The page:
During the latter part of the afternoon delegates were asked to discuss in groups the challenges they are facing in their areas and any innovations that they felt may be of benefit to colleagues.

Feedback received was extremely positive from those who attended and we look forward to working with leading individuals in the field of crisis care across the West Midlands to further support our Service Users and Carers.

Coming up....Dementia

The next network event will be on the topic of Dementia and will be run in collaboration with Birmingham Science City.
With an aging population and people living longer Dementia has become a growing challenge, one which is an important health issue for all. There are an estimated 676,000 people in England who have Dementia, this rises to around 850,000 people in the whole of the UK.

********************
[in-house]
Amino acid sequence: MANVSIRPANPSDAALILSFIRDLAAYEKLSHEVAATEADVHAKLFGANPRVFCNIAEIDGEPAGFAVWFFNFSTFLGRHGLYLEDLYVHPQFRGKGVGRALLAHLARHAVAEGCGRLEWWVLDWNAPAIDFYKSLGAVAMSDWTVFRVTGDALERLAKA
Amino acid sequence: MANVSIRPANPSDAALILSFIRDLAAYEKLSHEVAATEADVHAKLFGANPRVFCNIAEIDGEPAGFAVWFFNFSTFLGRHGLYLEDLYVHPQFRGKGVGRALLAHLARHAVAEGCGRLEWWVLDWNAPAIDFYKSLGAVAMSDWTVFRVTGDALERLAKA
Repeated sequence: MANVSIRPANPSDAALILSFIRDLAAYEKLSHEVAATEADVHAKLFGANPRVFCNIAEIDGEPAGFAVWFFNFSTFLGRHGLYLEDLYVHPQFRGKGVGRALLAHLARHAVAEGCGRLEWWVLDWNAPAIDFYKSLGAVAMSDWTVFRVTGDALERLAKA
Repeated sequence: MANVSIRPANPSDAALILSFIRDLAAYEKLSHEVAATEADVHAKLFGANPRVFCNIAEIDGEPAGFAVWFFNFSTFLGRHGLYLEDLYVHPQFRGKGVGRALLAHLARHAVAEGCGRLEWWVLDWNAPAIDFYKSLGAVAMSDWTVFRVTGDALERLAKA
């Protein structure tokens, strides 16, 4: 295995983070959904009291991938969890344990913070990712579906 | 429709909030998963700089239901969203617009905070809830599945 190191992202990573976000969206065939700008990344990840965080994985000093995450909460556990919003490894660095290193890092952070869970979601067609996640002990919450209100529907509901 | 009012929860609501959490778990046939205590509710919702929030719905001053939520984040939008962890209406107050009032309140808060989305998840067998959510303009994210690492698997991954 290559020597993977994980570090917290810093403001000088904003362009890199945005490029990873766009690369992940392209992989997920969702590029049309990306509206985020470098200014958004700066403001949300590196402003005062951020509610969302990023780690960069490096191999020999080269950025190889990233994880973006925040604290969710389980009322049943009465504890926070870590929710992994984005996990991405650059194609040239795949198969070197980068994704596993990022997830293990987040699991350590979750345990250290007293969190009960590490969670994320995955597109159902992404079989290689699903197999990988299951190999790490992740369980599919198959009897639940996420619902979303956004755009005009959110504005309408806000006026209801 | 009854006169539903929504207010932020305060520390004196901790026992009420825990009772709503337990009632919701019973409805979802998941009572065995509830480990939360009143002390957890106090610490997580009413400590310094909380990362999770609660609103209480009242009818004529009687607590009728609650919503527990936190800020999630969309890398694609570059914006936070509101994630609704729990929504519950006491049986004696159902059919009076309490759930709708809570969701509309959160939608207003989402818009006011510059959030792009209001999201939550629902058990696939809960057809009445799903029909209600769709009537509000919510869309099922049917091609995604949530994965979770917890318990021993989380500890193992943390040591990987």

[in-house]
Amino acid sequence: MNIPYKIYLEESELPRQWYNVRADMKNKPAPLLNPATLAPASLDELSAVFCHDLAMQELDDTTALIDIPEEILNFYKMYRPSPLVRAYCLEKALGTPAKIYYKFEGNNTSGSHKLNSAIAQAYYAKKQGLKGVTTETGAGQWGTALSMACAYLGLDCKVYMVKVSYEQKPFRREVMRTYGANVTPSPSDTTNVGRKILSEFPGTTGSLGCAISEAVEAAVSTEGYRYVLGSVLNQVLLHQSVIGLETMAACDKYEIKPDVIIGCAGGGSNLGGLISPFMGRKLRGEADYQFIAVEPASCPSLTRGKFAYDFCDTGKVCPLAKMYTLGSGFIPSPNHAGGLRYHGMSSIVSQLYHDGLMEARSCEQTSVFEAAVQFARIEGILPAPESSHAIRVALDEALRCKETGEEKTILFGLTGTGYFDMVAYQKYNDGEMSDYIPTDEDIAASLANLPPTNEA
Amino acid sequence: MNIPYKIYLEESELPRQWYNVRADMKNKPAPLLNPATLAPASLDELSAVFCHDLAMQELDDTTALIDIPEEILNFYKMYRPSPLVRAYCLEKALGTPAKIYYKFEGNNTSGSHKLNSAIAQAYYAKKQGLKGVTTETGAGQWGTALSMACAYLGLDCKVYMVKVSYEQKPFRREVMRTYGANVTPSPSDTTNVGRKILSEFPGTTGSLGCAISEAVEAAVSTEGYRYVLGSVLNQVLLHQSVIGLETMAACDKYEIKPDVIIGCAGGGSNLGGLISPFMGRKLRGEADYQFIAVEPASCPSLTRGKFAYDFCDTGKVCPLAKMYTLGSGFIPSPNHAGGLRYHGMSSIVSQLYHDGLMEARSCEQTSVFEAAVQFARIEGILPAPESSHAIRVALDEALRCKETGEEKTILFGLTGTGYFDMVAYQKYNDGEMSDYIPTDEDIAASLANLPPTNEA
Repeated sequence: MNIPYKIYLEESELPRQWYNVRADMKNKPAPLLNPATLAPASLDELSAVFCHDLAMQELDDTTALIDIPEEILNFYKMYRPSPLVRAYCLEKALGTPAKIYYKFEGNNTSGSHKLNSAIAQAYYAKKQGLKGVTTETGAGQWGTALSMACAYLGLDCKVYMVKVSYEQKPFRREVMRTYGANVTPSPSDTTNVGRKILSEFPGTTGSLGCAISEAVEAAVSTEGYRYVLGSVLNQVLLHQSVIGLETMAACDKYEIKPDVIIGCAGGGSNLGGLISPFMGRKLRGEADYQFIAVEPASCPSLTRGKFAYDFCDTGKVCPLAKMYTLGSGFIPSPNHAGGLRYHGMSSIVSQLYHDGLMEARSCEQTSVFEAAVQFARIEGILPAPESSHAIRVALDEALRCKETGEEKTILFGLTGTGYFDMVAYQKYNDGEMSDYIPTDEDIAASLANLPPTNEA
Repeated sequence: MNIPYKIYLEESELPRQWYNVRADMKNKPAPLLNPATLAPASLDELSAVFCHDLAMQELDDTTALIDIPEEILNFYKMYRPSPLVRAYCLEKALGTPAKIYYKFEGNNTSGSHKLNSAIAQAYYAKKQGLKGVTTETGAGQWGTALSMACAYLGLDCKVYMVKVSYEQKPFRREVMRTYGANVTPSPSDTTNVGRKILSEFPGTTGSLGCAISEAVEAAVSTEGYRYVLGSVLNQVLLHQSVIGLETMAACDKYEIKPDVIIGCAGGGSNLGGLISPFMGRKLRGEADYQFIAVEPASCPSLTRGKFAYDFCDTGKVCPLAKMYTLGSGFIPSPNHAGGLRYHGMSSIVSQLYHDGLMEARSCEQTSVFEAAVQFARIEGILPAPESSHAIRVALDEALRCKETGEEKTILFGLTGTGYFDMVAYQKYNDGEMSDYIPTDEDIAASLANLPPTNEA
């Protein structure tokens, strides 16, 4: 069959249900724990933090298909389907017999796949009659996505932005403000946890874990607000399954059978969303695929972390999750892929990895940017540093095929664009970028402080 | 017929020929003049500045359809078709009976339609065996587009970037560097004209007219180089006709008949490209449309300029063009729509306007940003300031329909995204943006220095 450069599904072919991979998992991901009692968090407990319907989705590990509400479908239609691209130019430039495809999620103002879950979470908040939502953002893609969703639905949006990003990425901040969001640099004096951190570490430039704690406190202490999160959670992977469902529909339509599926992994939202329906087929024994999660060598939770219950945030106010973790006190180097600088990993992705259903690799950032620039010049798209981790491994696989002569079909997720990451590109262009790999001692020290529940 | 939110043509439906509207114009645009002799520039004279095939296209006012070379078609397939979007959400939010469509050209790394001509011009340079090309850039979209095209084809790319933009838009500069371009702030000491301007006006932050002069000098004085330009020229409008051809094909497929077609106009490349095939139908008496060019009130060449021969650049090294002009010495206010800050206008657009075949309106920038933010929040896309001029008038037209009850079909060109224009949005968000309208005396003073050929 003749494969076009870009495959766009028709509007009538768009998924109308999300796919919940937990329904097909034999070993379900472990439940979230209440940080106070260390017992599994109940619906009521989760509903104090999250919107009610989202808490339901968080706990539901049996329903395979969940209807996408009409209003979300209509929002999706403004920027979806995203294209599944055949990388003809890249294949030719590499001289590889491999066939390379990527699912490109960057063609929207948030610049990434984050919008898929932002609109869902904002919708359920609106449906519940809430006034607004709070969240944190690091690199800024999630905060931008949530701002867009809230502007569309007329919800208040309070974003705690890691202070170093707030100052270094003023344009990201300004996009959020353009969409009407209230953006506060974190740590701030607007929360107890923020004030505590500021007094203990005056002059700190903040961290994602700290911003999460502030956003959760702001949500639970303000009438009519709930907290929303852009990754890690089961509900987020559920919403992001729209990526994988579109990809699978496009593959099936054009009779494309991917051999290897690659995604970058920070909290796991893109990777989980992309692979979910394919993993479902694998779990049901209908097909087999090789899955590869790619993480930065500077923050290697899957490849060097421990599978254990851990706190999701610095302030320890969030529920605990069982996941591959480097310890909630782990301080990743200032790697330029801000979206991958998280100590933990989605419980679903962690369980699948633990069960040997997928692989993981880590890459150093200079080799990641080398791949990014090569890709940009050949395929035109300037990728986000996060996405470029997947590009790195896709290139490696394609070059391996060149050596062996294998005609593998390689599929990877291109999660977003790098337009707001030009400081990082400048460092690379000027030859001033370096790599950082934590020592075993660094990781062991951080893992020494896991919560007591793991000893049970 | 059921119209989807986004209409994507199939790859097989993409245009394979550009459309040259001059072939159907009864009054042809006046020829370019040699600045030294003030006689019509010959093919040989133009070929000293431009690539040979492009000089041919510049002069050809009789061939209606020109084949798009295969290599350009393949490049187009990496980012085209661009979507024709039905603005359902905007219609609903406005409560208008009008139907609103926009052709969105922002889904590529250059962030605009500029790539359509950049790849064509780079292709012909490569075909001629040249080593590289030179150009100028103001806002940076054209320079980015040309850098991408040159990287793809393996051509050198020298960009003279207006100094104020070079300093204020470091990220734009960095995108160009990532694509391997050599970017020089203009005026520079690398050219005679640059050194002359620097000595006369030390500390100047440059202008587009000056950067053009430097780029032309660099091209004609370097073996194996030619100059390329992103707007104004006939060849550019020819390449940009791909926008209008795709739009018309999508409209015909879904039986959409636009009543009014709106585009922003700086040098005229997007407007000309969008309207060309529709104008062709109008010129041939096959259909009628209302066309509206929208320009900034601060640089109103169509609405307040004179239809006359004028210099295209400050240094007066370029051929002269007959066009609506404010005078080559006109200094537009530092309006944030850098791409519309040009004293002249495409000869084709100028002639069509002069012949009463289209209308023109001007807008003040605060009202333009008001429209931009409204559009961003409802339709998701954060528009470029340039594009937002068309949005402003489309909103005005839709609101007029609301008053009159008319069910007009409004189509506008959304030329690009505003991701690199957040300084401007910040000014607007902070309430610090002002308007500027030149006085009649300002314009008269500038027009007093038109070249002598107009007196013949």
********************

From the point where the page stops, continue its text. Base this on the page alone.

Dementia mainly affects older people; however there are many people that are diagnosed each year with early onset dementia.
Dementia is a key priority for the Government and NHS England. This can be seen in the Prime Minister's Challenge on Dementia 2020 document which sets to build on the Prime Minister's Challenge on Dementia 2012-2015.

If you are interested in attending the event to hear some engaging presentations and take part in workshops lead by innovators and experts in the field with the opportunity to network please click here!

Network member receives media recognition for innovative approach to suicide prevention